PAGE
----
Overview Overview Search Search Up Up
Category: Technical Papers
Order Files by:
Default | Name | Author | Date | Hits
folder.png Technical Papers Files: 20
 
info Only registered and logged in users can download files from this category.
Files:
pdf.png 2011 - March - Nikandros - Signalling So Far As Is Reasonably Practicable

George Nikandros BE CPEng RPEQ FIRSE MIEAust MACS

Chairman aSCSa1

In Australia, both the model rail safety legislation and the model workplace health and safety legislation require the reduction of safety hazards and risks so far as is reasonably practicable. Railway signalling evolved both as a profession and as a technology because of accidents and the realisation that safety with respect to the movement of trains over a network needed improvement. But will the signalling systems in use or planned satisfy the "so-far-as-is- reasonably-practicable" test; a test that is determined by a Court with the benefit of hindsight and the influence of public opinion? Demonstrating compliance with rail industry signalling standards may not be a sufficient to demonstrate that the railway operation is safe so far as is reasonably practicable. This paper discusses the SIL concept and what is needed to strengthen the argument for so far as is reasonably practicable.

 



Size 234.74 KB
pdf.png 2011 - March - Morris - Track Maintenance Impacts of Train Detection Systems or Why Ballast Regulators Have Windows

Adam Morris BE(Hons), Dip PM, MIEAust, MAIPM

Abigroup Contractors

When considering railway signalling, track or structures, it is important to consider that each of these are merely sub-systems of the larger system we call the railway. The configuration of any one system can impact on any other and the often fraught relationship between track and signals is certainly no exception.

The various train detection systems all impact in different ways on the track and in particular track maintenance activities. The need to supply signalling support to track maintenance is often overlooked in considering the whole of life costs of train detection systems.

There can scarcely be a signal engineer or technician without a horror story of the damage wrought by clumsy, unprepared track crews, especially that dreaded combination of ballast tamper and regulator. But is it all their fault? Perway crews know that this equipment is deliberately put in the worst possible location or cunningly camouflaged just to annoy them.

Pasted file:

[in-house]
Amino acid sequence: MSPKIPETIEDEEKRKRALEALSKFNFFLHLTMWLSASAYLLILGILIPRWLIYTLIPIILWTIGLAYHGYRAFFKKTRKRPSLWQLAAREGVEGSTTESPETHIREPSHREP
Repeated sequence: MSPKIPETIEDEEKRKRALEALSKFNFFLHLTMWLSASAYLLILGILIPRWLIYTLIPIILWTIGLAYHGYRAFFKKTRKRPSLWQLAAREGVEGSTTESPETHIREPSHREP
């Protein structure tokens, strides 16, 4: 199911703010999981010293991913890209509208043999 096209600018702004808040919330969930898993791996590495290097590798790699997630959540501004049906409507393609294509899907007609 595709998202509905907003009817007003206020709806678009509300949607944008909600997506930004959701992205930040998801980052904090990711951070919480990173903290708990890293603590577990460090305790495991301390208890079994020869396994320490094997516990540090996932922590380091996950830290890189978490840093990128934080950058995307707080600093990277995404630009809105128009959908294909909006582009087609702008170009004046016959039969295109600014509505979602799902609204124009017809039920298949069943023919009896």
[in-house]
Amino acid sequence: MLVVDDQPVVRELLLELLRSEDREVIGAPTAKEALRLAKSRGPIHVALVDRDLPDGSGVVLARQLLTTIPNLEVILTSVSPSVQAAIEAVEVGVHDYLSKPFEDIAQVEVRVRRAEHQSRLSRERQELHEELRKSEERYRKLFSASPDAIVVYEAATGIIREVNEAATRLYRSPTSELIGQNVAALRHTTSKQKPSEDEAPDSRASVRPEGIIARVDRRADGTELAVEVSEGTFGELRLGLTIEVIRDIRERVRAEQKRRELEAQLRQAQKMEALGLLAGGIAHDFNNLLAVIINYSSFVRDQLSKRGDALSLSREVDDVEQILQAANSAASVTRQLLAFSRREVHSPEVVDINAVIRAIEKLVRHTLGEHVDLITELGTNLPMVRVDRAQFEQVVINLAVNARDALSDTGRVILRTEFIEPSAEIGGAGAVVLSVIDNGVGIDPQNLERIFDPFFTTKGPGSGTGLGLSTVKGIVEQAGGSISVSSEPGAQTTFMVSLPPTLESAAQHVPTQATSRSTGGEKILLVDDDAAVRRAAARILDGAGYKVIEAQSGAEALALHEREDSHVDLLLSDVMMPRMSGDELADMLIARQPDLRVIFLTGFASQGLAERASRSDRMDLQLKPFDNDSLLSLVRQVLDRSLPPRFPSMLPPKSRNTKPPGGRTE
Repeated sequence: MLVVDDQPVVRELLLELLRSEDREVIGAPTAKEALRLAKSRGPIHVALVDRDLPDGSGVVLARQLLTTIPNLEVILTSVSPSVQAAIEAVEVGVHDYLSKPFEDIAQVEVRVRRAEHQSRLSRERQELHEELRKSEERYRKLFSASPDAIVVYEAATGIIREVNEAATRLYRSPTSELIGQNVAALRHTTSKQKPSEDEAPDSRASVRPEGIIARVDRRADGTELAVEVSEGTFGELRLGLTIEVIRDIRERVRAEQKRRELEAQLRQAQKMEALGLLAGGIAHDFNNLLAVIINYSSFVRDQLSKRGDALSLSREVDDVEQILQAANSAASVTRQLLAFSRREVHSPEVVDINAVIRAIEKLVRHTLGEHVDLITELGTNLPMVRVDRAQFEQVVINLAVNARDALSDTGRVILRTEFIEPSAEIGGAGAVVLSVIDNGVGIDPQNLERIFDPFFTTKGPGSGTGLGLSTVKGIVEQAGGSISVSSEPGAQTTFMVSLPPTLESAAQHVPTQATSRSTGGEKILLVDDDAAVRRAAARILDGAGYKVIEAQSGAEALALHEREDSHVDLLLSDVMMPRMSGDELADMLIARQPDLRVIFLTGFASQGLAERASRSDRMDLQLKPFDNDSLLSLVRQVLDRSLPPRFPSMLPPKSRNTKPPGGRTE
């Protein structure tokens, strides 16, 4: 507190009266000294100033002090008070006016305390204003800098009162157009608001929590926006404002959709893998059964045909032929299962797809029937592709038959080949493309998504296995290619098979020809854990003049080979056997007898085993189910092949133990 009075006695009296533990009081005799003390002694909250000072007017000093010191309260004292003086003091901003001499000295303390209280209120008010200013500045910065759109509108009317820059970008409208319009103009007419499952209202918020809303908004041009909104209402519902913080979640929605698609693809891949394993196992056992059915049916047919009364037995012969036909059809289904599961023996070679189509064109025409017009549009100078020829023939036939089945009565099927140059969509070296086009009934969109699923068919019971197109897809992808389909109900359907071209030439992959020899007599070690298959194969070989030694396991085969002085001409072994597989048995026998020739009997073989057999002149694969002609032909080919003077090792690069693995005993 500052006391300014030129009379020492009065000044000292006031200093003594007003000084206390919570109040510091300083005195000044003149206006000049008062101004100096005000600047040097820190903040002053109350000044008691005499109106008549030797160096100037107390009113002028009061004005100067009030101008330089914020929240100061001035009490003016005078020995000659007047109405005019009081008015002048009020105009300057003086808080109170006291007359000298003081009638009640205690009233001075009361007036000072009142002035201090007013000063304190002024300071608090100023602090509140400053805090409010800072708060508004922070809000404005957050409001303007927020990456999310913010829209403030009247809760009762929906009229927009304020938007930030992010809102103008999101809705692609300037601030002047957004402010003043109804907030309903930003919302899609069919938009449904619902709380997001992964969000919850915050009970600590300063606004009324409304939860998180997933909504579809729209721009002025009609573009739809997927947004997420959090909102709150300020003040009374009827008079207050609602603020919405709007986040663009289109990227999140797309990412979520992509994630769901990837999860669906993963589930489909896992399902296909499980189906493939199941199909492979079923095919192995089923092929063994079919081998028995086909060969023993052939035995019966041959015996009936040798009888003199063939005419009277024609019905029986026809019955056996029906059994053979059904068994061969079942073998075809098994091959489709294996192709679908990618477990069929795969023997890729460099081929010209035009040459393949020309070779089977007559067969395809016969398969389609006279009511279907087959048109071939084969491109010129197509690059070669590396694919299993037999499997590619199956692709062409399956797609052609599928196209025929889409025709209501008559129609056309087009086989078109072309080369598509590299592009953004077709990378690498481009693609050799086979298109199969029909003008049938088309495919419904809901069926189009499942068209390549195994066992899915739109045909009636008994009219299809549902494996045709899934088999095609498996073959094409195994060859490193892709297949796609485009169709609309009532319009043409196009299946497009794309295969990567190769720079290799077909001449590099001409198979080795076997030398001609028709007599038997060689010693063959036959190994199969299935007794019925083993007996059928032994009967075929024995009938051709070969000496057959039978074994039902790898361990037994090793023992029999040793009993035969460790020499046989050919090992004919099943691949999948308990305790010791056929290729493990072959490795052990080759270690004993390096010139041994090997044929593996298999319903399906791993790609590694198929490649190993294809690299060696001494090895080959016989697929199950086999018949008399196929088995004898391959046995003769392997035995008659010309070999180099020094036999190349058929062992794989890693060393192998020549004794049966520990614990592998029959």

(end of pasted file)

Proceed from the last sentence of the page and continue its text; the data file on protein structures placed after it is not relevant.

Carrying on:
This paper examines the impacts between the various types of train detection systems, including track circuits and axle counters and other ancillary track mounted or near-track equipment on track maintenance practices. It also includes a brief commentary on the case for the need to detect broken rails.



Size 229.28 KB
pdf.png 2011 - March - Moore - Understanding Signalling Overlaps

Trevor Moore B.Eng., MBA Technology Management, FIE (Aust), FIRSE

Australian Rail Track Corporation

signal at danger. This paper details the different types of overlaps, how they are determined and how they can be applied in a signalling design for a specific network. Network characteristics for Urban areas are typically different to those of Interurban areas and country areas often resulting in different application of overlaps.

The overlaps become an important part of the signal locking principles. This ensures the separation of trains in complex situations.



Size 112.91 KB
pdf.png 2011 - March - Cox - A Review of Axle Counter Application; Reset Restore Methods, Their History, Their Current Application and the Future

Simeon Cox MIET AMIRSE

Parsons Brinckerhoff Australia Pty Ltd

Axle counters have many advantages as a train detection system but in comparison with track circuits they are complex.  Initial use for single sections, typically replacing absolute block or single line working systems proved very successful but as their benefits were realised they have been applied to more and more intensive applications. These intensive applications, which were previously the domain of track circuits, have seen a number of hazards arise that were not previously present with the use of track circuits. These hazards may have always have existed such as the loss of broken rail detection but are exacerbated by removing track circuits or may be specific to the use of axle counters such as reset and restoration. These hazards have been managed in many ways by different railway administrations; this paper will compare a selection of  applications, the technology and principles behind the mitigation of those hazards.

The paper will also consider the evolution of the design of the axle counter from single sections, to multiplesection finally to advanced forms that communicate using open communication networks across huge distances but at the same time are closely integrated with the interlocking and control system to provide enhanced diagnostic and operational information that can be used to improve system reliability and performance.



Size 598.29 KB
pdf.png 2011 - March - Clendon and Skilton - Axle Counters - The New Zealand Experience

James Clendon BE Hons. (Electrical and Electronic)